The SGCE gene provides instructions for making a protein called epsilon (ε)-sarcoglycan, whose function is unknown. The ε-sarcoglycan protein is found within the outer membrane of cells in tissues throughout the body, but it is most abundant in nerve cells (neurons) in the brain and in muscle cells. Researchers suspect that in the brain the ε-sarcoglycan protein plays a role in the functioning of synapses, which are the connections between neurons where cell-to-cell communication occurs.
People inherit one copy of most genes from their mother (the maternal copy) and one copy from their father (the paternal copy). Both copies are typically active, or "turned on," in cells. However, only the paternal copy of the SGCE gene is active. This sort of parent-specific difference in gene activation is caused by a phenomenon called genomic imprinting.
More than 110 mutations in the SGCE gene have been found to cause myoclonus-dystonia, which is a movement disorder characterized by involuntary muscle twitches in the neck, torso, and arms (myoclonus). Most of these mutations lead to an abnormally short, nonfunctional ε-sarcoglycan protein that is quickly broken down. Other mutations prevent the protein from reaching the cell membrane where it is needed. This lack of functional protein seems to affect the regions of the brain involved in coordinating and controlling movements (the cerebellum and basal ganglia, respectively) and leads to the involuntary movements characteristic of myoclonus-dystonia. It is unknown why SGCE gene mutations seem to affect only these areas of the brain.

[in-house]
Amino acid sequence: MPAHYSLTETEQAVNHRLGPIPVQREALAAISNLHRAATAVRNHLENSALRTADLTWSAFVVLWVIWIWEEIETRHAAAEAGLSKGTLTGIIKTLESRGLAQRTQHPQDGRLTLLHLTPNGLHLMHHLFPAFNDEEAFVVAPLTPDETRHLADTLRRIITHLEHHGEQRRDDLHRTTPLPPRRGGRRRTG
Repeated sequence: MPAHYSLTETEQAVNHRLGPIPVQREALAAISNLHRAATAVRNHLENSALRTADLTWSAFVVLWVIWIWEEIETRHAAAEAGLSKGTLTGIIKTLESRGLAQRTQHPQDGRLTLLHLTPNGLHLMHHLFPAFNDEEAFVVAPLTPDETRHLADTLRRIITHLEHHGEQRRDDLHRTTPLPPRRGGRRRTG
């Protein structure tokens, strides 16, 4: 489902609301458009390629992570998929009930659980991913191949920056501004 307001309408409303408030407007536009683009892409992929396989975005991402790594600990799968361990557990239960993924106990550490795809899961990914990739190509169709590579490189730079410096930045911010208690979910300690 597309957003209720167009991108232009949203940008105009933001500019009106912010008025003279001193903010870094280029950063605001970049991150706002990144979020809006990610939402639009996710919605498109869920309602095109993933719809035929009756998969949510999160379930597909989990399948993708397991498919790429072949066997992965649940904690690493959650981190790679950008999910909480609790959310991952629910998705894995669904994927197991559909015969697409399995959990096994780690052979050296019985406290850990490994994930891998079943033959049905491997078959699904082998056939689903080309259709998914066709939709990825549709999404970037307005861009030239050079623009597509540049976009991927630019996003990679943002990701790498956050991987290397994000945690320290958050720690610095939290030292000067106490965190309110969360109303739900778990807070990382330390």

Myoclonus-dystonia occurs when mutations affect the paternal copy of the SGCE gene. More than 95 percent of individuals who inherit an SGCE gene mutation from their mothers do not show signs or symptoms of the condition. Rarely, individuals who inherit an SGCE gene mutation from their mothers will develop features of myoclonus-dystonia. It is unclear why a gene that is supposed to be turned off is active in these rare cases.
- sarcoglycan, epsilon